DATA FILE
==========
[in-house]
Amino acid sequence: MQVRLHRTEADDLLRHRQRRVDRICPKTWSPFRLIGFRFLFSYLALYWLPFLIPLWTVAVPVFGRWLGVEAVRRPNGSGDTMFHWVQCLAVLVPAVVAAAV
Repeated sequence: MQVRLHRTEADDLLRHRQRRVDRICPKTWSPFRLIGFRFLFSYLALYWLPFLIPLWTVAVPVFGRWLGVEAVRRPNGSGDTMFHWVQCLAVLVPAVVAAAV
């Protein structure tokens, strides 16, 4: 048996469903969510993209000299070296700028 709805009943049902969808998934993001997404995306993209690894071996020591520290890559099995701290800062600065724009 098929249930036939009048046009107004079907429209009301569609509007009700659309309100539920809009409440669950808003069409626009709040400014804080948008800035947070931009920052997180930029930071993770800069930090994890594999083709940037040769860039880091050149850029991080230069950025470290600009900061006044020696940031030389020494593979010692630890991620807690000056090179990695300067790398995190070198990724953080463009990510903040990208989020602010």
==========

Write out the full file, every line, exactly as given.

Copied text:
[in-house]
Amino acid sequence: MQVRLHRTEADDLLRHRQRRVDRICPKTWSPFRLIGFRFLFSYLALYWLPFLIPLWTVAVPVFGRWLGVEAVRRPNGSGDTMFHWVQCLAVLVPAVVAAAV
Repeated sequence: MQVRLHRTEADDLLRHRQRRVDRICPKTWSPFRLIGFRFLFSYLALYWLPFLIPLWTVAVPVFGRWLGVEAVRRPNGSGDTMFHWVQCLAVLVPAVVAAAV
């Protein structure tokens, strides 16, 4: 048996469903969510993209000299070296700028 709805009943049902969808998934993001997404995306993209690894071996020591520290890559099995701290800062600065724009 098929249930036939009048046009107004079907429209009301569609509007009700659309309100539920809009409440669950808003069409626009709040400014804080948008800035947070931009920052997180930029930071993770800069930090994890594999083709940037040769860039880091050149850029991080230069950025470290600009900061006044020696940031030389020494593979010692630890991620807690000056090179990695300067790398995190070198990724953080463009990510903040990208989020602010």